In most technology companies, "go-to-market" is a throw away phrase; everyone from sales to finance uses it when it’s convenient. It is a catch-all phrase and often used as a placeholder for things related to target customers, product direction, marketing strategy, sales enablement, pricing and launch efforts.
The problem is that we put lots of things in the go-to-market bucket often with good intentions –
“We will address these once the UX and feature priorities settle down.”
At best, we only return to the bucket list 45 days before our major release or launch event. More than likely these assumptions are only reviewed when product sales and adoption results don’t match the plan. Trying to fix the go-to-market issue has more challenges; it is very much like the old fable of the sightless men assessing the elephant. How you assess the problem of go-to-market depends upon your point of view and what part of it you examine.
The discipline or practice of go-to-market is comprehensive, broad, and in some companies, fluid. Identifying gaps or holes in the process requires specific tools and methods to give a proper analysis.
The framework below is a tool we use at Egress Solutions with our clients to help them accurately and adequately assess which dials in their go-to-market need to be adjusted to get immediate and long-term benefit in the areas of product adoption and sales velocity. The framework is derived from seminal work such as Crossing the Chasm, Chasm Institute, and the GE-McKinsey Matrix.
A client we recently worked with found that after a large development effort to build comprehensive features for their Time-tracking application that adoption and usage of new features had failed.
They pulled key stakeholders together and believed that the root cause of the failure was due to a break down in their launch efforts. So, they doubled down on sales training, customer success training and more outbound messaging to their customers. However, these efforts did not significantly move the adoption needle for the product.
If the client would have used the GTM Strategy Framework they would have learned that putting more focus on their launch activities would never deliver an acceptable return on investment. We determined that the actual problem was misalignment with the target buyer’s motivation, and the client’s primary positioning and competitive approach. Their positioning was focused on offering a gain inefficiency while their buyer was motivated by reducing a specific set of pains such as penalties for non-compliance with local wage and labor laws.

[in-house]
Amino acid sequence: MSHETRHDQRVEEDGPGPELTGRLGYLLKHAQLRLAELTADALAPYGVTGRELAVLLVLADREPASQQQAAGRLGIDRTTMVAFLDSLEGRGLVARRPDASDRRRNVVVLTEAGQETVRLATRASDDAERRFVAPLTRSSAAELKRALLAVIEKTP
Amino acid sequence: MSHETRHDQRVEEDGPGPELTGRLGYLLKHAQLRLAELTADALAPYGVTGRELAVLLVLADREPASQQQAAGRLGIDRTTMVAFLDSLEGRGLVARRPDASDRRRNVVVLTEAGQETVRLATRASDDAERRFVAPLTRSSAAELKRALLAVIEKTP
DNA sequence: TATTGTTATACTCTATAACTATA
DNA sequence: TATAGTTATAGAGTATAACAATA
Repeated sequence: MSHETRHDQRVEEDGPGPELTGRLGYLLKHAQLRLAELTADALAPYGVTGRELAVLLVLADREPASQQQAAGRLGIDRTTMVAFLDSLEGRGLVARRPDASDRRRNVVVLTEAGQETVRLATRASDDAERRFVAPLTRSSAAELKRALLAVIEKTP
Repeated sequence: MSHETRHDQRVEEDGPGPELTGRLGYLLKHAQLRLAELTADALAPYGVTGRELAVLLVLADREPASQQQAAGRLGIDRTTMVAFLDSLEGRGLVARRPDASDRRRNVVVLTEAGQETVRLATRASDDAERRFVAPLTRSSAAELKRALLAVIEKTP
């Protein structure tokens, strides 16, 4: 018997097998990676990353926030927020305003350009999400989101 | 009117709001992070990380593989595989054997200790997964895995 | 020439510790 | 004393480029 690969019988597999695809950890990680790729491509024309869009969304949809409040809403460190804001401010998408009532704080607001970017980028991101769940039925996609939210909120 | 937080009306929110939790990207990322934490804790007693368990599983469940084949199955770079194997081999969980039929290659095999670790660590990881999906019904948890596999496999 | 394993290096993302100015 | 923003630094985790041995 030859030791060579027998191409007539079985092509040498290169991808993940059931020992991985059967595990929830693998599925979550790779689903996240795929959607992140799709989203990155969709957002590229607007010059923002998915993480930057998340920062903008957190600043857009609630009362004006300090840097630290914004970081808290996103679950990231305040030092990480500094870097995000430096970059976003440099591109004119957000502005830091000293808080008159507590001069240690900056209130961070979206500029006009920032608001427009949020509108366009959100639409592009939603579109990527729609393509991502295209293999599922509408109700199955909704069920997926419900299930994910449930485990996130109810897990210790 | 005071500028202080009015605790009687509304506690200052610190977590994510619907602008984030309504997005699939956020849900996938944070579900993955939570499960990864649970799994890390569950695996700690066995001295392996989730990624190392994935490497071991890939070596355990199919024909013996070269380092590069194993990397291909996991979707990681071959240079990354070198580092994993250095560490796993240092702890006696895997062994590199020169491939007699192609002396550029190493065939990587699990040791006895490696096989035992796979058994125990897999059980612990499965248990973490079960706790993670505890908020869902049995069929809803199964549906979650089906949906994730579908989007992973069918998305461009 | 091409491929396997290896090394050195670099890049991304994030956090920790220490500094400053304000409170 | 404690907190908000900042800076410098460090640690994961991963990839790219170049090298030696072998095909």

It sounds simple to grasp but depending on which group or department in your company is accountable for go-to-market execution, these nuances can easily be lost or misunderstood.
The time has come for a framework view of go-to-market execution for the technology industry.
What is needed a straight forward and easy to implement 6-point assessment that brings the key stakeholders into alignment and helps sequence the work so that it happens as the product or feature enhancements are being designed, prototyped, built and acceptance tested. This is quite different from the typical check list approach that pushes all of the tasks and many of the assumptions into the go-to-market bucket until a few weeks prior to a major release of launch event.
At Egress Solutions Inc., we provide product management and product marketing consulting services that help our clients accelerate product sales growth and adoption. We would love to hear from you on your approach for go-to-market execution.